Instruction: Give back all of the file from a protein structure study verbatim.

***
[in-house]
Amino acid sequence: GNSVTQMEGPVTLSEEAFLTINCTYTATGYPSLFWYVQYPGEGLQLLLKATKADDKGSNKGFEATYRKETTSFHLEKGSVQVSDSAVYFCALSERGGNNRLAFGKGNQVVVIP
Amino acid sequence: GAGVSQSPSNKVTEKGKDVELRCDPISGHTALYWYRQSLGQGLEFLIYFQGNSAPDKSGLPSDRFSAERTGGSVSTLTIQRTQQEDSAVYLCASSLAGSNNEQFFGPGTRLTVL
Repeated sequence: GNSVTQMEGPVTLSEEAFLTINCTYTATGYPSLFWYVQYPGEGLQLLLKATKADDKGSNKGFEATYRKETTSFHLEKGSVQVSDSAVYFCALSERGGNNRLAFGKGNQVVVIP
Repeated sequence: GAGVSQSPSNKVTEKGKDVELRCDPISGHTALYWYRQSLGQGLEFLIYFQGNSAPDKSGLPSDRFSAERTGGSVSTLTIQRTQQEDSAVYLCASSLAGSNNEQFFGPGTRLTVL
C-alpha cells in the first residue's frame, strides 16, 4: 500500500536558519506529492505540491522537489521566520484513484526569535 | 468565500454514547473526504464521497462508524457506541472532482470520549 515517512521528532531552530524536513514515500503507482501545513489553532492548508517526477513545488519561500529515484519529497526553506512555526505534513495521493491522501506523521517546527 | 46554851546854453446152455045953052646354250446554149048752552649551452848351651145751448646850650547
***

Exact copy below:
[in-house]
Amino acid sequence: GNSVTQMEGPVTLSEEAFLTINCTYTATGYPSLFWYVQYPGEGLQLLLKATKADDKGSNKGFEATYRKETTSFHLEKGSVQVSDSAVYFCALSERGGNNRLAFGKGNQVVVIP
Amino acid sequence: GAGVSQSPSNKVTEKGKDVELRCDPISGHTALYWYRQSLGQGLEFLIYFQGNSAPDKSGLPSDRFSAERTGGSVSTLTIQRTQQEDSAVYLCASSLAGSNNEQFFGPGTRLTVL
Repeated sequence: GNSVTQMEGPVTLSEEAFLTINCTYTATGYPSLFWYVQYPGEGLQLLLKATKADDKGSNKGFEATYRKETTSFHLEKGSVQVSDSAVYFCALSERGGNNRLAFGKGNQVVVIP
Repeated sequence: GAGVSQSPSNKVTEKGKDVELRCDPISGHTALYWYRQSLGQGLEFLIYFQGNSAPDKSGLPSDRFSAERTGGSVSTLTIQRTQQEDSAVYLCASSLAGSNNEQFFGPGTRLTVL
C-alpha cells in the first residue's frame, strides 16, 4: 500500500536558519506529492505540491522537489521566520484513484526569535 | 468565500454514547473526504464521497462508524457506541472532482470520549 515517512521528532531552530524536513514515500503507482501545513489553532492548508517526477513545488519561500529515484519529497526553506512555526505534513495521493491522501506523521517546527 | 46554851546854453446152455045953052646354250446554149048752552649551452848351651145751448646850650547